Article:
A New Wave of Luxury Vehicles Is Doing the Impossible⁠—Making Minivans Cool

At this year’s Met Gala, celebrities glittered like flocking birds of paradise, dolled up in improbable and⁠—frankly⁠—inconvenient fashions.  But when next snapped on the streets of Los Angeles by the paparazzi, the haute couture feathers had moulted in favour of baggy jeans, voluminous tops, and stretchy gym wear. Showing off is a privilege, but true luxury is found in anonymous comfort.

Lexus knows this, as demonstrated across the Pacific where it launched its sumptuously-appointed LM last year. The LM comes with all the accoutrements that wealth could desire: airline-style rear captain’s chairs with power ottomans, a 48-inch screen and rising partition, leather-lined interior, cavernous space, and ambient lighting. Also, sliding doors.

Yep, it’s a minivan. And it’s not alone.

The LM rides on Toyota’s TNGA-K platform, which it shares with the likes of the Grand Highlander crossover and, overseas, the Alphard minivan and the Toyota Century SUV. Nominally a crossover, the Century is Toyota’s flagship model in Japan, and in its earlier sedan form has long represented the highest level of craftsmanship and luxury you can buy from the company. This new Century, with minivan-style sliding doors, is aimed at the youth market. The Century sedan is stately; the minivan is the cool sibling.

Lexus LM.

Back on this side of the water, the minivan has an entirely different reputation, one forged in spilt Cheerios and errant Lego bricks. Pioneered by the likes of the Chrysler Magic Wagon, the minivan supplanted the family station wagon as pragmatic kid-schlepping transportation without a whiff of aspiration⁠—fleece jogging pants on wheels, a surrender to the middle-aged realities of child-rearing, usually marked by some kind of stain. As Chief Wiggum of The Simpsons famously observed, “Nothing gets chocolate out, see?”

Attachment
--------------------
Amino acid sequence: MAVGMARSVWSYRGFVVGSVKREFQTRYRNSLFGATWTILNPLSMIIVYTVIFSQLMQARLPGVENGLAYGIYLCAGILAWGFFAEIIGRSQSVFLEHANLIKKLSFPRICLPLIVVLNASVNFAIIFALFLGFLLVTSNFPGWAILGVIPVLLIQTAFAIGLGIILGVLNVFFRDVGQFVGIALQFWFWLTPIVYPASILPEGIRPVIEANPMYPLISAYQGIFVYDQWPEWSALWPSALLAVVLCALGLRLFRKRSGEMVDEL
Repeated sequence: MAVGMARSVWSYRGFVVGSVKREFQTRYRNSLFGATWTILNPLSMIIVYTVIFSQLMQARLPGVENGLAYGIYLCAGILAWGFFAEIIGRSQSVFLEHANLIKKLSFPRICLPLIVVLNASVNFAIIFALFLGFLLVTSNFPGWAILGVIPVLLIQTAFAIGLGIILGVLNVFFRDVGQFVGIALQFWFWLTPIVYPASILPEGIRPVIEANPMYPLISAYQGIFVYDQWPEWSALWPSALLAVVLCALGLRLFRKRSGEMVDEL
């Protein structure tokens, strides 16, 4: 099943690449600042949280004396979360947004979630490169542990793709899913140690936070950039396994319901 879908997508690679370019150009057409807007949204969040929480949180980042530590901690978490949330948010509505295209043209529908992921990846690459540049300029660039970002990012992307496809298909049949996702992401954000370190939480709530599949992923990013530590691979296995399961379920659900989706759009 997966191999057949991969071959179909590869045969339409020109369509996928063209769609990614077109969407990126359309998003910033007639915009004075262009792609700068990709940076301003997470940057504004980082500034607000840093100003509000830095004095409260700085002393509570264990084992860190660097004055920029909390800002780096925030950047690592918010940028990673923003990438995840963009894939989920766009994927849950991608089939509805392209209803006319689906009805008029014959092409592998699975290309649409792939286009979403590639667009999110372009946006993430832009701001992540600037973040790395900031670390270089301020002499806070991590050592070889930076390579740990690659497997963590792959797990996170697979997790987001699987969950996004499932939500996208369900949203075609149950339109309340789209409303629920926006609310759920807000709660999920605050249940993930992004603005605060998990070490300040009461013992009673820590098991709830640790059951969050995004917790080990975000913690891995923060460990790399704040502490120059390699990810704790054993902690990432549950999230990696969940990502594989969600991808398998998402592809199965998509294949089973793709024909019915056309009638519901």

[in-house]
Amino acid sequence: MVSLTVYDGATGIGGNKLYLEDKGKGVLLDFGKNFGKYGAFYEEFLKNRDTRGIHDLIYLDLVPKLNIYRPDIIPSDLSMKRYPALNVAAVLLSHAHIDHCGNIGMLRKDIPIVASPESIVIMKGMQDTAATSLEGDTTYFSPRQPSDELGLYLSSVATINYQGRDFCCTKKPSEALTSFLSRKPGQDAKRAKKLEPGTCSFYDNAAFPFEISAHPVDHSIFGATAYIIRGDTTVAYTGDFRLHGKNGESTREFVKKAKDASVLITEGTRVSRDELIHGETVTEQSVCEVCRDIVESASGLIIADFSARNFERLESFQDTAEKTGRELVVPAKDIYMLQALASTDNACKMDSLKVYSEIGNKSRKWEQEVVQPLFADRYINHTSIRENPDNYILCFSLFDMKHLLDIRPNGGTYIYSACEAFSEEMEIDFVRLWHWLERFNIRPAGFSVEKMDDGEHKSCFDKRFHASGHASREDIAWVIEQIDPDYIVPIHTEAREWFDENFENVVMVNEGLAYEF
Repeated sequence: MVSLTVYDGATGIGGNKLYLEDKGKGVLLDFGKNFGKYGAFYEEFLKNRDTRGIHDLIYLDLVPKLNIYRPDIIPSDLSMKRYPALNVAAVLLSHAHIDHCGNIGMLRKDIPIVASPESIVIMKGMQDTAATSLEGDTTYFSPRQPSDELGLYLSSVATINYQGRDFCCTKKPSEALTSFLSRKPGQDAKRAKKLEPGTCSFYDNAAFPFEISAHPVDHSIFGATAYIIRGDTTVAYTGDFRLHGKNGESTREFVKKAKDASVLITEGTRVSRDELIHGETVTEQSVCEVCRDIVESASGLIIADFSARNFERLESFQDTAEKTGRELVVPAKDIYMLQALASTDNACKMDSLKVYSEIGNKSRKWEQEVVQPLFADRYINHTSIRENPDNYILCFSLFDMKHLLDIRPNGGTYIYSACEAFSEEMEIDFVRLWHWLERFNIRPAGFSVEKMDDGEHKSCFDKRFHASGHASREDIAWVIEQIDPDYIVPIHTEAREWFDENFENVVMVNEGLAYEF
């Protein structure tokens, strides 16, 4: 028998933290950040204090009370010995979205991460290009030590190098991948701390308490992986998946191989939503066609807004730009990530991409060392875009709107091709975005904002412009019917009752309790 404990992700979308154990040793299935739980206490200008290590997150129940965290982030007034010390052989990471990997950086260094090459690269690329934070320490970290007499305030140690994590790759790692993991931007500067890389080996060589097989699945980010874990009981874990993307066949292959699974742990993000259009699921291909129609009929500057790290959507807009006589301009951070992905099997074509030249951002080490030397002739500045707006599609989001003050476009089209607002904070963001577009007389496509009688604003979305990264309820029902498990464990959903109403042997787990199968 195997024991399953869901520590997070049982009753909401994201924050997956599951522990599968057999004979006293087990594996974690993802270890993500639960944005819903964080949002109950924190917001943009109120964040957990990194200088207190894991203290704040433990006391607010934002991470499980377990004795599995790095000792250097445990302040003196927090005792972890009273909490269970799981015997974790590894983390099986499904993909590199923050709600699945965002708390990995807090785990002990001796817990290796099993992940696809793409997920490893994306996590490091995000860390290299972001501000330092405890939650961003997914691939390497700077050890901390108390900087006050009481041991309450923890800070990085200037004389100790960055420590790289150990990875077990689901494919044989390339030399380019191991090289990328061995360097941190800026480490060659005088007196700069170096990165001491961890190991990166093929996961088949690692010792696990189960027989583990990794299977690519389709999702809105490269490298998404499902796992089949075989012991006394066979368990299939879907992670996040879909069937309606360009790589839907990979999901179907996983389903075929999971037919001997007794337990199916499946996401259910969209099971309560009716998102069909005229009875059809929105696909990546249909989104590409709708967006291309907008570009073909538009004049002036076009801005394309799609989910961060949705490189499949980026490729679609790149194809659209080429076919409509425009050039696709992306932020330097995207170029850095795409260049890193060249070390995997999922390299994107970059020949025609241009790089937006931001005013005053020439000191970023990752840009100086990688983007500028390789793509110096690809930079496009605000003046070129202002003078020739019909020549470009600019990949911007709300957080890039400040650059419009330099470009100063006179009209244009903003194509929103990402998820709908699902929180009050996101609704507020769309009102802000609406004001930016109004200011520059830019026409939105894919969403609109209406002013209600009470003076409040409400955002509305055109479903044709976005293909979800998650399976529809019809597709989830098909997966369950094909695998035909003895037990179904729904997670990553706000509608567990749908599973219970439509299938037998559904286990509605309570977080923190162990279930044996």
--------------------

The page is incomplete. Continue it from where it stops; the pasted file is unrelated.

As family transportation, the minivan has now itself been firmly replaced by the crossover. RAV4s and Pilots now ferry youngsters hither and thither, not quite true SUVs and not quite practical people haulers, but a blend of both. It’s a generational thing: you wouldn’t be caught dead in your mom’s jeans, and you probably have little desire to buckle into the driver’s seat of her old Dodge Caravan either. For more than a decade, minivan sales have slid, following the mid-sized family sedan into obscurity and eventual extinction. However, last year minivan sales were up.

What gives? Well, for one thing, familiarity breeds contempt, and with crossovers now the default choice, shoppers are looking for something a little different. For another, today’s minivan is far cry from the sticky box of crayons your parents might have driven.

Take the best-selling Chrysler Pacifica. Available with either a 287 horsepower V6 and optional all-wheel-drive, or a plug-in hybrid V6 with 260 horsepower, the Pacifica is the lone machine standing in the Chrysler range. Where its ancestors were boxy and disposable, it’s genuinely upscale inside, and the fold-away middle row seats in the non-hybrid model can’t be beat for unexpected cargo hauling such as impromptu antique furniture purchases.